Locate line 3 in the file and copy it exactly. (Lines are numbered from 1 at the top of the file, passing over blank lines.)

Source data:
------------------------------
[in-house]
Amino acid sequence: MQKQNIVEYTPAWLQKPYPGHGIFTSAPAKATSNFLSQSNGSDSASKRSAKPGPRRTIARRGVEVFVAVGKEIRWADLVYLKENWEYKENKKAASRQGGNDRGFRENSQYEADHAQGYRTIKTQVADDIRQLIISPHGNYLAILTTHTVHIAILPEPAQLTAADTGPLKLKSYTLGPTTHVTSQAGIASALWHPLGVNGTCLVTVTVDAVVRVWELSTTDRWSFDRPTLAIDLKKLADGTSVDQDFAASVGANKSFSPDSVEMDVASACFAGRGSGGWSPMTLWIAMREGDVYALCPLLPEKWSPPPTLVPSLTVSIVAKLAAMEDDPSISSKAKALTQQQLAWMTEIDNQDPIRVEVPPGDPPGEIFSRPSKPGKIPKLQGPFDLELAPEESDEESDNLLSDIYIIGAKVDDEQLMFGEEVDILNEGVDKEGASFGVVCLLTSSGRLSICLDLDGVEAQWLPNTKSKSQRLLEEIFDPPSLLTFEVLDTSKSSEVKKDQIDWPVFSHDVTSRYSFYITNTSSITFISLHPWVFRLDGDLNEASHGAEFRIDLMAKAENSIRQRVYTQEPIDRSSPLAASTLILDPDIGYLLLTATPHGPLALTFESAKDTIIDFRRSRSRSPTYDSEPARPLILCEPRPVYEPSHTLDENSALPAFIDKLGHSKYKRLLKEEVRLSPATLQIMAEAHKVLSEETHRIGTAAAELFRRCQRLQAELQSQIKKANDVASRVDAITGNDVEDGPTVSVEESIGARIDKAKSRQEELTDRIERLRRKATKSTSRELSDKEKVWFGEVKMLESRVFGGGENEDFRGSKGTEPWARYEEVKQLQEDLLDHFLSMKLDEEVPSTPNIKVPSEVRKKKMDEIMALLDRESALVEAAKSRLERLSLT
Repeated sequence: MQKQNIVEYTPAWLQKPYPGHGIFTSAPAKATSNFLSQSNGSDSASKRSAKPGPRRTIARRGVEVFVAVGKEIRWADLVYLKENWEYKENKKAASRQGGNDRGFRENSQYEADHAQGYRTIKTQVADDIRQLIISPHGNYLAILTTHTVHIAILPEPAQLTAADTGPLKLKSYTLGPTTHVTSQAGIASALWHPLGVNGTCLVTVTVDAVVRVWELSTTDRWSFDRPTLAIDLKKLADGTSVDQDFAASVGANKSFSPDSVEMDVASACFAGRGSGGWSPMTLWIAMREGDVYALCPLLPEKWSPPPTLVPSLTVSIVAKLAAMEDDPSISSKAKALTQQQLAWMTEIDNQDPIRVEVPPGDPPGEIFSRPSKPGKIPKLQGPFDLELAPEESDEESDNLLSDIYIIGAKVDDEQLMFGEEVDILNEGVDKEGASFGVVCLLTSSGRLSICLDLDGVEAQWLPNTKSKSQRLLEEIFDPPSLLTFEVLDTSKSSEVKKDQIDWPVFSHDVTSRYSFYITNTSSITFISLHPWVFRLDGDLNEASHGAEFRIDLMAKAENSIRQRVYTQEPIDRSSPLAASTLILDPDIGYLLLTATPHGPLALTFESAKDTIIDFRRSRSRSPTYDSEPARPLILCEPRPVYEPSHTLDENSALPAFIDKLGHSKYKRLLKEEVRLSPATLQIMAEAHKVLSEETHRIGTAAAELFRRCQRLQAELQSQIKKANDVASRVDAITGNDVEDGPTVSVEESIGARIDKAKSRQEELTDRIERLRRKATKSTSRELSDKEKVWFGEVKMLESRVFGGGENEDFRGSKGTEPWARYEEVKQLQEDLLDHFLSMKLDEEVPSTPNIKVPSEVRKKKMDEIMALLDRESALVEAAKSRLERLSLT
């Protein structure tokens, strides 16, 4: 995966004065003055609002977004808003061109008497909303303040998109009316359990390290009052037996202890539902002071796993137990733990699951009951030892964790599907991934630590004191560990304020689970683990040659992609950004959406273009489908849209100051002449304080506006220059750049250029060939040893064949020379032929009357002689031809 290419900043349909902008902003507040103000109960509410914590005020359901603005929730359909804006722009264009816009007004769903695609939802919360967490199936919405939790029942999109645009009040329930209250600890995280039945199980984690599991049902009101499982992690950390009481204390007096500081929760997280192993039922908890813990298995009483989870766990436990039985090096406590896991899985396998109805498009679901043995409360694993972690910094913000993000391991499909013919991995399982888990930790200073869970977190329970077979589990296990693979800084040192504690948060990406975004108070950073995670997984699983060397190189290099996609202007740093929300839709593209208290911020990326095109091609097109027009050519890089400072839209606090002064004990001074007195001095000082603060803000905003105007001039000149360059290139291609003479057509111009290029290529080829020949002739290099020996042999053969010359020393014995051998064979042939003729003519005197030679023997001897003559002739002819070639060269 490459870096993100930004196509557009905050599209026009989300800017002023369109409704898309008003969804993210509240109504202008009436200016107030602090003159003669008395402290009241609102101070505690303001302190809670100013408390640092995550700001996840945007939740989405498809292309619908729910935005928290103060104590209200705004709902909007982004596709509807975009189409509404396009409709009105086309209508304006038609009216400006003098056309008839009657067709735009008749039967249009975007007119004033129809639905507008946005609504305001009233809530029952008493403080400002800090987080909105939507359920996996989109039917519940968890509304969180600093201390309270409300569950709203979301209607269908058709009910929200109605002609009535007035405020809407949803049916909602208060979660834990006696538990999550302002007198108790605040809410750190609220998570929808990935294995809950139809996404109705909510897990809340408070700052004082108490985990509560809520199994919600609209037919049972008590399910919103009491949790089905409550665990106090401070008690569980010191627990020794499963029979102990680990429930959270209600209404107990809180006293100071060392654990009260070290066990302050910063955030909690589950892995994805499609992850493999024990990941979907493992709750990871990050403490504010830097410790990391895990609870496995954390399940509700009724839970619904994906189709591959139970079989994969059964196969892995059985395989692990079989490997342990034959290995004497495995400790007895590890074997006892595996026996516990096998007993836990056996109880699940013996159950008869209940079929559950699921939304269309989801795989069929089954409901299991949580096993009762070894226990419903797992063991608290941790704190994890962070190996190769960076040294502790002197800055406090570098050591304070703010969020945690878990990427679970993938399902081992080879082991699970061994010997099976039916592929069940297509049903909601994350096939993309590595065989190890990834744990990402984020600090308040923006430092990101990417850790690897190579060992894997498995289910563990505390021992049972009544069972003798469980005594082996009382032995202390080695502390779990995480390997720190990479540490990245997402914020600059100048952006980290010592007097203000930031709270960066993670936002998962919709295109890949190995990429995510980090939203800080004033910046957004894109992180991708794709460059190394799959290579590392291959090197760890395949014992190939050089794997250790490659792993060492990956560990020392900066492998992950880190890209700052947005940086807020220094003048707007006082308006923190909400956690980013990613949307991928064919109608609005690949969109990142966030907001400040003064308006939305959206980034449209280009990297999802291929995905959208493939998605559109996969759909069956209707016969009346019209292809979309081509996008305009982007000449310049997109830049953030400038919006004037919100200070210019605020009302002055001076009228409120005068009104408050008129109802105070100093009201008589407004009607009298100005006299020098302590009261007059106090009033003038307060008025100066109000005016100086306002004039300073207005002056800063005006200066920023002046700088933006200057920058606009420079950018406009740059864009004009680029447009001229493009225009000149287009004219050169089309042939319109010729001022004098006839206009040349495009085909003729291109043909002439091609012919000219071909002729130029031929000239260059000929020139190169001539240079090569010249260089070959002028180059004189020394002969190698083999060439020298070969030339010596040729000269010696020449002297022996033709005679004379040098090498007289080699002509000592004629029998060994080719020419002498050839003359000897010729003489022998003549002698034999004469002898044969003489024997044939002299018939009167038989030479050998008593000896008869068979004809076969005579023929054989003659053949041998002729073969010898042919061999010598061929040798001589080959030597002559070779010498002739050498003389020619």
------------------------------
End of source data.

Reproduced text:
Repeated sequence: MQKQNIVEYTPAWLQKPYPGHGIFTSAPAKATSNFLSQSNGSDSASKRSAKPGPRRTIARRGVEVFVAVGKEIRWADLVYLKENWEYKENKKAASRQGGNDRGFRENSQYEADHAQGYRTIKTQVADDIRQLIISPHGNYLAILTTHTVHIAILPEPAQLTAADTGPLKLKSYTLGPTTHVTSQAGIASALWHPLGVNGTCLVTVTVDAVVRVWELSTTDRWSFDRPTLAIDLKKLADGTSVDQDFAASVGANKSFSPDSVEMDVASACFAGRGSGGWSPMTLWIAMREGDVYALCPLLPEKWSPPPTLVPSLTVSIVAKLAAMEDDPSISSKAKALTQQQLAWMTEIDNQDPIRVEVPPGDPPGEIFSRPSKPGKIPKLQGPFDLELAPEESDEESDNLLSDIYIIGAKVDDEQLMFGEEVDILNEGVDKEGASFGVVCLLTSSGRLSICLDLDGVEAQWLPNTKSKSQRLLEEIFDPPSLLTFEVLDTSKSSEVKKDQIDWPVFSHDVTSRYSFYITNTSSITFISLHPWVFRLDGDLNEASHGAEFRIDLMAKAENSIRQRVYTQEPIDRSSPLAASTLILDPDIGYLLLTATPHGPLALTFESAKDTIIDFRRSRSRSPTYDSEPARPLILCEPRPVYEPSHTLDENSALPAFIDKLGHSKYKRLLKEEVRLSPATLQIMAEAHKVLSEETHRIGTAAAELFRRCQRLQAELQSQIKKANDVASRVDAITGNDVEDGPTVSVEESIGARIDKAKSRQEELTDRIERLRRKATKSTSRELSDKEKVWFGEVKMLESRVFGGGENEDFRGSKGTEPWARYEEVKQLQEDLLDHFLSMKLDEEVPSTPNIKVPSEVRKKKMDEIMALLDRESALVEAAKSRLERLSLT